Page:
Employees at most UK universities are only going on strike for two hours on 10 February between 9am and 11am as part of the University and College Unions’s strategy of short sharp strikes over this year’s 1 per cent pay offer.
But lecturers and other university staff at three Scottish universities – the University of Aberdeen, Robert Gordon University and the University of the West of Scotland – and eight English higher education institutions will be on strike for a full day because they are angry at the universities docking a full day’s pay for two-hour stoppages.
Mary Senior, UCU Scotland official, said union members at the Scottish universities had taken the action because “staff are so furious at how they have been treated”.
“Docking a full day’s pay for just a two-hour strike has led to even more disruption and demonstrates that the universities’ motives were intimidation and penny-pinching,” she said.
“We will be launching a legal challenge to recover money we believe has been unlawfully deducted and, unless the employers finally sit down and start talking about a fair pay increase, further disruption, unfortunately, is to be expected,” she added.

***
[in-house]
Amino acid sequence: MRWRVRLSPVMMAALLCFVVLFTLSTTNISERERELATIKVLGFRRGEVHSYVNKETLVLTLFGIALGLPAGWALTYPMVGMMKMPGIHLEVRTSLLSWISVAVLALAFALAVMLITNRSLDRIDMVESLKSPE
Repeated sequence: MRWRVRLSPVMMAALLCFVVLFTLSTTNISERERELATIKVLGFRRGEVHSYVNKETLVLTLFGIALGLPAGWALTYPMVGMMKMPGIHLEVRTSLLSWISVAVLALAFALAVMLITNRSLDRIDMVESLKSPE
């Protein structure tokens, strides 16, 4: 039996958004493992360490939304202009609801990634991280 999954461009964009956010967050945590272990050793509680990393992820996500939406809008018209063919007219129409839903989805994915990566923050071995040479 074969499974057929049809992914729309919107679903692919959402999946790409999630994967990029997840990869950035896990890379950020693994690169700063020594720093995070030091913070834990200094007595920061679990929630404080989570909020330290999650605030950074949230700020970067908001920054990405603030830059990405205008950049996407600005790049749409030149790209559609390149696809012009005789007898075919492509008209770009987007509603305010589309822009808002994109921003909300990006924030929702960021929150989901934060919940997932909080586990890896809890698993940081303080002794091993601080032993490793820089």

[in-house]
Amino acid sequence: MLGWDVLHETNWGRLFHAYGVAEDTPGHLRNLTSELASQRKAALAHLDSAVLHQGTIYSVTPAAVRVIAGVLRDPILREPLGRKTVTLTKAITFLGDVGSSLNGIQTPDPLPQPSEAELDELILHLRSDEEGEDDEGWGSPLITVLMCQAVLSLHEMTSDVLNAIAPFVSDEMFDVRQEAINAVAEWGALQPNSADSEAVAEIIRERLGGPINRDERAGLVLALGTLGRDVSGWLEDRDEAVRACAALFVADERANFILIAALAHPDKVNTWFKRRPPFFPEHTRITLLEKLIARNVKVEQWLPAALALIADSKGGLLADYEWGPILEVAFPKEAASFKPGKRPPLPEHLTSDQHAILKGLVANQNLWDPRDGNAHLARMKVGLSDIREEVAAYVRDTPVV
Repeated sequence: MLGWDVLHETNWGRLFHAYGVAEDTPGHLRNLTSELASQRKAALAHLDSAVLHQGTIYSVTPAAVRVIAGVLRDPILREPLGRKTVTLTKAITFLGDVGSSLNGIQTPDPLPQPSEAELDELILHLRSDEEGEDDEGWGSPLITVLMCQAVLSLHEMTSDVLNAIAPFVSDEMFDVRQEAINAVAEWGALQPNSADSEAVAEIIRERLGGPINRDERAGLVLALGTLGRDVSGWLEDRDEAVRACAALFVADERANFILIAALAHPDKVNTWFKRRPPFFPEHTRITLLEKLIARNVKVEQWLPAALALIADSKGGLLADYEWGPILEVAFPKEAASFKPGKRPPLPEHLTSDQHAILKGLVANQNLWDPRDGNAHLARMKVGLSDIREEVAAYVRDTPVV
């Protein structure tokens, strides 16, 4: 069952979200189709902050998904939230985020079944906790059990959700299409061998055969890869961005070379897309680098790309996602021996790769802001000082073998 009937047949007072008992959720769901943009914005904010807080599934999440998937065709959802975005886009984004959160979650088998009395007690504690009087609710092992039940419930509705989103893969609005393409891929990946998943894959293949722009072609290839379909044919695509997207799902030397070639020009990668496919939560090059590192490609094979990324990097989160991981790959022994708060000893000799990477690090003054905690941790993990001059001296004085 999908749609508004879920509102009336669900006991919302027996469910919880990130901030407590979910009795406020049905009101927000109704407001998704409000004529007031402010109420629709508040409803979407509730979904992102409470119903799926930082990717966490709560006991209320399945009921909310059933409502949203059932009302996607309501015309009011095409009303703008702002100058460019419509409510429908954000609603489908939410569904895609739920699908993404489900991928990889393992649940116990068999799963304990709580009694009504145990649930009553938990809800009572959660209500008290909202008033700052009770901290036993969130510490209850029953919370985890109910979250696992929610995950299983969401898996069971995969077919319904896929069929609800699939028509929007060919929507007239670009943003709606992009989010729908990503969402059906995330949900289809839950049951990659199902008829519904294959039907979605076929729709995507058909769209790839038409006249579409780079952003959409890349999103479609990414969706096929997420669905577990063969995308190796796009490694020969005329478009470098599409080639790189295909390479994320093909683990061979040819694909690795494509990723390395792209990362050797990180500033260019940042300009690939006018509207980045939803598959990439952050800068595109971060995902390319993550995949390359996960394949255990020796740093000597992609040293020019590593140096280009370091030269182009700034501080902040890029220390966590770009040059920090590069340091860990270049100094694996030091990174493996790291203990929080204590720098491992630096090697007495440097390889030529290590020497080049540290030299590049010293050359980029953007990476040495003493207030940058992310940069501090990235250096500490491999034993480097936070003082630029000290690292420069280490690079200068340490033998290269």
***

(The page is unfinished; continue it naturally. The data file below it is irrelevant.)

The action on Monday will be the sixth time that UCU members have walked out in their dispute over a “miserly” offer of 1 per cent, which they claim will result in a 13 per cent pay cut in real terms since 2009 following four successive below-inflation rises.
Three of the strikes have been full day walk-outs, while three have been two-hour stoppages, which some universities argue constitute “partial performance” and allows them to deduct pay for the whole day.
Other institutions taking part in the full day walk-out on Monday are: the University of Bradford, Leeds College of Art, Manchester Metropolitan University, Nottingham Trent University, Staffordshire University, Queen Mary University of London, the University of East London and the University of Greenwich, the UCU says.
The Universities and Colleges Employers Association, which negotiates pay on behalf of institutions, say universities cannot afford to improve this year’s offer and that strike action had had “little or no impact” at most institutions.
It is urging unions to turn their attention to pay negotiations for 2014-15, which are due to begin next month.